Trump angered over social media fact-check, threatens close down

by Akeem Alao
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Trump warns, threatens to close down social media

White House has announced that President Trump will sign an executive order on social media.

While confirming this on Wednesday May 27, 2020, White House press secretary, Kayleigh McEnany, stated that she could not get ahead of the president to explain the purpose and intent of the order.

Trump has warned media giants that the federal government could “strongly regulate” or “close them down” if they continue to “silence conservative voices.

“Republicans feel that Social Media Platforms totally silence conservatives voices,” Trump tweeted.

“We will strongly regulate, or close them down, before we can ever allow this to happen. We saw what they attempted to do, and failed, in 2016. We can’t let a more sophisticated version of that happen again.

“Just like we can’t let large scale Mail-In Ballots take root in our Country. It would be a free for all on cheating, forgery and the theft of Ballots,” he added.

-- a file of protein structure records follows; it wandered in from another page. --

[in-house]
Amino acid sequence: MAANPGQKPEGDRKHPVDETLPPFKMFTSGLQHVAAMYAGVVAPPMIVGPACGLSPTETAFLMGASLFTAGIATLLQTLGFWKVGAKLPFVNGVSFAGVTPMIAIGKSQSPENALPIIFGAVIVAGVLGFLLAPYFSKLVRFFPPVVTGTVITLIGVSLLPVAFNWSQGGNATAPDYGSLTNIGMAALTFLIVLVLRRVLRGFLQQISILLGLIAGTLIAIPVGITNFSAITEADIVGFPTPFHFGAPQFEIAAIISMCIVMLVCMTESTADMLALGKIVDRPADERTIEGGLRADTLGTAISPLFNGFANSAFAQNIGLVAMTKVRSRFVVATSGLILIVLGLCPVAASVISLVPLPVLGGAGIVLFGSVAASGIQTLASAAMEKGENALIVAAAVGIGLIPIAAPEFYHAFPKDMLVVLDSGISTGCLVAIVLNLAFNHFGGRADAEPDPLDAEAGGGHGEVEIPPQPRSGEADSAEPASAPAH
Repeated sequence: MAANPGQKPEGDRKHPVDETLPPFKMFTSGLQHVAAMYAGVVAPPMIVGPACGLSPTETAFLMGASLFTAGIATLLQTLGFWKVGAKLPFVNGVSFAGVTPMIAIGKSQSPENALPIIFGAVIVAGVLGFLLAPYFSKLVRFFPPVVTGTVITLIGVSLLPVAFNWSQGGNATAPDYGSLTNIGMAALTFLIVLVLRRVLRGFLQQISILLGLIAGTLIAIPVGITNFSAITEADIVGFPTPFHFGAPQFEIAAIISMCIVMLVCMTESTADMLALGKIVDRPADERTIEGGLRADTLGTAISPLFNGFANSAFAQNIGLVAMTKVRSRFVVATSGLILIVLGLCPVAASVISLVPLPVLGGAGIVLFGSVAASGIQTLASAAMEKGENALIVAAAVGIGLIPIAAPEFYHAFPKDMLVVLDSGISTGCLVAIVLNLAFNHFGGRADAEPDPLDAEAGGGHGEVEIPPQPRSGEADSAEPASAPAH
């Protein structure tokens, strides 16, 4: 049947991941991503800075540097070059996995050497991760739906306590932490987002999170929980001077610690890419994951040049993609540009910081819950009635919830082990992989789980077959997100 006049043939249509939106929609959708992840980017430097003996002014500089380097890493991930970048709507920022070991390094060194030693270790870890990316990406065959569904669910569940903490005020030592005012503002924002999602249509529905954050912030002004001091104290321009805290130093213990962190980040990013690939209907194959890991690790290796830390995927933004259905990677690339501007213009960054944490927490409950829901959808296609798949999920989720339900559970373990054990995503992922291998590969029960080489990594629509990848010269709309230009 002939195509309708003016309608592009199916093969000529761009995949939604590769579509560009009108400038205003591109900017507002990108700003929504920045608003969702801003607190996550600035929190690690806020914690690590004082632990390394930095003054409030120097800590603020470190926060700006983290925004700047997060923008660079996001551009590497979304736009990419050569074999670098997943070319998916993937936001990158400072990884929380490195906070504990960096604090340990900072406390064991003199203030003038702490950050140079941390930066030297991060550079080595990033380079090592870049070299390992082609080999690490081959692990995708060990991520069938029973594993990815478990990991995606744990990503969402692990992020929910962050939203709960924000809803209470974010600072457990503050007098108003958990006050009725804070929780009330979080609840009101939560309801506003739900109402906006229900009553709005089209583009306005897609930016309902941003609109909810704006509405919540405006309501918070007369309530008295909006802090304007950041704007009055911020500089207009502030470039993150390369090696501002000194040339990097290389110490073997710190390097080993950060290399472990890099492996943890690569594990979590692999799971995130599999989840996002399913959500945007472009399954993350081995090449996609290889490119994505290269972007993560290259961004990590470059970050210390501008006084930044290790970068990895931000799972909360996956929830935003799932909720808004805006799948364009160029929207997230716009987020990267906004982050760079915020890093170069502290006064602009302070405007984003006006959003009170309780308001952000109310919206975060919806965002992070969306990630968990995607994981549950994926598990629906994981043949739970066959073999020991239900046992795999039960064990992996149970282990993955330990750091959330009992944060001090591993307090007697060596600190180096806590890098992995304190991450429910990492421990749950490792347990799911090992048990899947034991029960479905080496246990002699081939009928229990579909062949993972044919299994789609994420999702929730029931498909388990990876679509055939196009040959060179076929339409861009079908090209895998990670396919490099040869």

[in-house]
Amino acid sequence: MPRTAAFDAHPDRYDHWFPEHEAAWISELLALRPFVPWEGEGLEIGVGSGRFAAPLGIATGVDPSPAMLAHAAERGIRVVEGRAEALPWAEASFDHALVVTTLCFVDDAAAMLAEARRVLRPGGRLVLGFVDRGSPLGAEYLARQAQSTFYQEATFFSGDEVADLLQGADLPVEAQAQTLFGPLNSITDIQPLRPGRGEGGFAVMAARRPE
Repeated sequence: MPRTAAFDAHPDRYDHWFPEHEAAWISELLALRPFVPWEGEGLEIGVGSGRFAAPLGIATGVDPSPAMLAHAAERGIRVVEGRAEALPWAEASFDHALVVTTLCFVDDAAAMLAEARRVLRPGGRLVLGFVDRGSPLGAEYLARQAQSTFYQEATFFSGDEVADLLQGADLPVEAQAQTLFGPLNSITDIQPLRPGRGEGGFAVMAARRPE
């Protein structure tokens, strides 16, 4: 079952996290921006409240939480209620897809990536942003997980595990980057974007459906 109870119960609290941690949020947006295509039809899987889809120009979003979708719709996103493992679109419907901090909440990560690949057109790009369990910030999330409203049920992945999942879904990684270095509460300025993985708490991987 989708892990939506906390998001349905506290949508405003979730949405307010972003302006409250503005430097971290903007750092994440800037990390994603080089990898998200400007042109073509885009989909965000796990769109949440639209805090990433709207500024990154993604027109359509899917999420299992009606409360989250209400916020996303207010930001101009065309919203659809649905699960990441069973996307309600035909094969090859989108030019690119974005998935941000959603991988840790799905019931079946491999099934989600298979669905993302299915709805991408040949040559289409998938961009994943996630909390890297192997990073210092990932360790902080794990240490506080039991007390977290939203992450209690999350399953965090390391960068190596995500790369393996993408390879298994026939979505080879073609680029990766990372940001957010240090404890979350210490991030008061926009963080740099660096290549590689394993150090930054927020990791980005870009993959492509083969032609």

“Twitter has now shown that everything we have been saying about them and their other compatriots is correct. Big action to follow!” he stated.

This comes after Twitter on Tuesday slapped a warning label on one of Trump’s tweets referring to mail-in ballots, cautioning readers that despite the president’s claims, “fact-checkers” say there is “no evidence” that mail-in voting would increase fraud risks and that “experts say mail-in ballots are very rarely linked to voter fraud.”

The president, within minutes of the platform’s labeling, accused Twitter of “interfering in the 2020 Presidential Election based on fact-checking by Fake News CNN and the Amazon Washington Post,” while adding that the Twitter is “completely stifling FREE SPEECH,” and vowing that “I, as President, will not allow that to happen.”

Twitter’s new warning label was issued even though a Twitter spokesperson acknowledged to Fox News that Trump’s tweet had not broken any of the platform’s rules, and even though some other experts have raised fraud concerns surrounding mail-in voting.

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